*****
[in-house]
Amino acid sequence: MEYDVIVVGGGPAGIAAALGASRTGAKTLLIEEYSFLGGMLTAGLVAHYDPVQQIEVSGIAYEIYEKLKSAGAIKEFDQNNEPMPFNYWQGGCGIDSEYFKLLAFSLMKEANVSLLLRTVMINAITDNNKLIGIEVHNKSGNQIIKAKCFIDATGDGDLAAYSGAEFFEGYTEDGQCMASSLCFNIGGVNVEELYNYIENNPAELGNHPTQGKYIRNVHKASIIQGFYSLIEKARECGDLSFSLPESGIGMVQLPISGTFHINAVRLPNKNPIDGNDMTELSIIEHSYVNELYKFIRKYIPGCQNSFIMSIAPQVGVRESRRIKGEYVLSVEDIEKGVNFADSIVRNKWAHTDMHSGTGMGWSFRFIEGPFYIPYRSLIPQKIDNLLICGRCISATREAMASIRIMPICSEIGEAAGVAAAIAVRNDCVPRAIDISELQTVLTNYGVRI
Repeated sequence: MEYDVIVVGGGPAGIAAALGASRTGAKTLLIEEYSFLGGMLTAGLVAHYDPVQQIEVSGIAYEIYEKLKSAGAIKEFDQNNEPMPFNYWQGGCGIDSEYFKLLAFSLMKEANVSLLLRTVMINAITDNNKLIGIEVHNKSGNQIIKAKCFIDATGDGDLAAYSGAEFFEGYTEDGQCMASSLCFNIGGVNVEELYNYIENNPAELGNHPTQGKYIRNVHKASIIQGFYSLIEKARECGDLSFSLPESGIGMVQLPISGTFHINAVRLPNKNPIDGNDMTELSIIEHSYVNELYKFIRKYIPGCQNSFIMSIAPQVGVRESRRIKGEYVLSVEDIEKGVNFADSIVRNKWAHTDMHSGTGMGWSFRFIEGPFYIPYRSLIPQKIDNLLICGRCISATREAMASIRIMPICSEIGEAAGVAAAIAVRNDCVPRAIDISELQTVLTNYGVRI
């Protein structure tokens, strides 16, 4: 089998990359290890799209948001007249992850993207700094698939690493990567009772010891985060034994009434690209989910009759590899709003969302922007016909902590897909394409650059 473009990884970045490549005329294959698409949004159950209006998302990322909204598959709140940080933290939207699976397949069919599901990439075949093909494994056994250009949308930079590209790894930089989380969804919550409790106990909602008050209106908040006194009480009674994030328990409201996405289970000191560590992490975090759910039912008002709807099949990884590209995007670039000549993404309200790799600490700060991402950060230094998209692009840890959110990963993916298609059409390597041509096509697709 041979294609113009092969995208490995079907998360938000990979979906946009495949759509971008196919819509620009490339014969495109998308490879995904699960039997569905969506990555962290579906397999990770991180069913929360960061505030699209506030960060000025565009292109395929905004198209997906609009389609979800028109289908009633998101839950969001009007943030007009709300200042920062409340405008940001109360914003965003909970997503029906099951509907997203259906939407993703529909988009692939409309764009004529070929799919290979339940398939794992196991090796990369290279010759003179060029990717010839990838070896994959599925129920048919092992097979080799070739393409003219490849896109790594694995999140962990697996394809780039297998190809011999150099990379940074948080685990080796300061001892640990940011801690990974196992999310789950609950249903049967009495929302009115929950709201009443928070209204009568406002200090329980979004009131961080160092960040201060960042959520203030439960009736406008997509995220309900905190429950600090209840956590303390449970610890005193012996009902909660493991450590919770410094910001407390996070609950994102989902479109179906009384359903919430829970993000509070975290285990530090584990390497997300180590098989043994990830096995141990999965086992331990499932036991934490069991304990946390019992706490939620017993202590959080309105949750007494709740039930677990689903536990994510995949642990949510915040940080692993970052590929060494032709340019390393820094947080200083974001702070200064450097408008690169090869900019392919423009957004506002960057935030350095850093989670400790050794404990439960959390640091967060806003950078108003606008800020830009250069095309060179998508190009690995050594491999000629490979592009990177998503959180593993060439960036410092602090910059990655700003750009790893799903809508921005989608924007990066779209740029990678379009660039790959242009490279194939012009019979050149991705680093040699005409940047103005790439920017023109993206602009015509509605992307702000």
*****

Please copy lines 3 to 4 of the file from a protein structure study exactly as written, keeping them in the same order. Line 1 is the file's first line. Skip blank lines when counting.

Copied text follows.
Repeated sequence: MEYDVIVVGGGPAGIAAALGASRTGAKTLLIEEYSFLGGMLTAGLVAHYDPVQQIEVSGIAYEIYEKLKSAGAIKEFDQNNEPMPFNYWQGGCGIDSEYFKLLAFSLMKEANVSLLLRTVMINAITDNNKLIGIEVHNKSGNQIIKAKCFIDATGDGDLAAYSGAEFFEGYTEDGQCMASSLCFNIGGVNVEELYNYIENNPAELGNHPTQGKYIRNVHKASIIQGFYSLIEKARECGDLSFSLPESGIGMVQLPISGTFHINAVRLPNKNPIDGNDMTELSIIEHSYVNELYKFIRKYIPGCQNSFIMSIAPQVGVRESRRIKGEYVLSVEDIEKGVNFADSIVRNKWAHTDMHSGTGMGWSFRFIEGPFYIPYRSLIPQKIDNLLICGRCISATREAMASIRIMPICSEIGEAAGVAAAIAVRNDCVPRAIDISELQTVLTNYGVRI
């Protein structure tokens, strides 16, 4: 089998990359290890799209948001007249992850993207700094698939690493990567009772010891985060034994009434690209989910009759590899709003969302922007016909902590897909394409650059 473009990884970045490549005329294959698409949004159950209006998302990322909204598959709140940080933290939207699976397949069919599901990439075949093909494994056994250009949308930079590209790894930089989380969804919550409790106990909602008050209106908040006194009480009674994030328990409201996405289970000191560590992490975090759910039912008002709807099949990884590209995007670039000549993404309200790799600490700060991402950060230094998209692009840890959110990963993916298609059409390597041509096509697709 041979294609113009092969995208490995079907998360938000990979979906946009495949759509971008196919819509620009490339014969495109998308490879995904699960039997569905969506990555962290579906397999990770991180069913929360960061505030699209506030960060000025565009292109395929905004198209997906609009389609979800028109289908009633998101839950969001009007943030007009709300200042920062409340405008940001109360914003965003909970997503029906099951509907997203259906939407993703529909988009692939409309764009004529070929799919290979339940398939794992196991090796990369290279010759003179060029990717010839990838070896994959599925129920048919092992097979080799070739393409003219490849896109790594694995999140962990697996394809780039297998190809011999150099990379940074948080685990080796300061001892640990940011801690990974196992999310789950609950249903049967009495929302009115929950709201009443928070209204009568406002200090329980979004009131961080160092960040201060960042959520203030439960009736406008997509995220309900905190429950600090209840956590303390449970610890005193012996009902909660493991450590919770410094910001407390996070609950994102989902479109179906009384359903919430829970993000509070975290285990530090584990390497997300180590098989043994990830096995141990999965086992331990499932036991934490069991304990946390019992706490939620017993202590959080309105949750007494709740039930677990689903536990994510995949642990949510915040940080692993970052590929060494032709340019390393820094947080200083974001702070200064450097408008690169090869900019392919423009957004506002960057935030350095850093989670400790050794404990439960959390640091967060806003950078108003606008800020830009250069095309060179998508190009690995050594491999000629490979592009990177998503959180593993060439960036410092602090910059990655700003750009790893799903809508921005989608924007990066779209740029990678379009660039790959242009490279194939012009019979050149991705680093040699005409940047103005790439920017023109993206602009015509509605992307702000």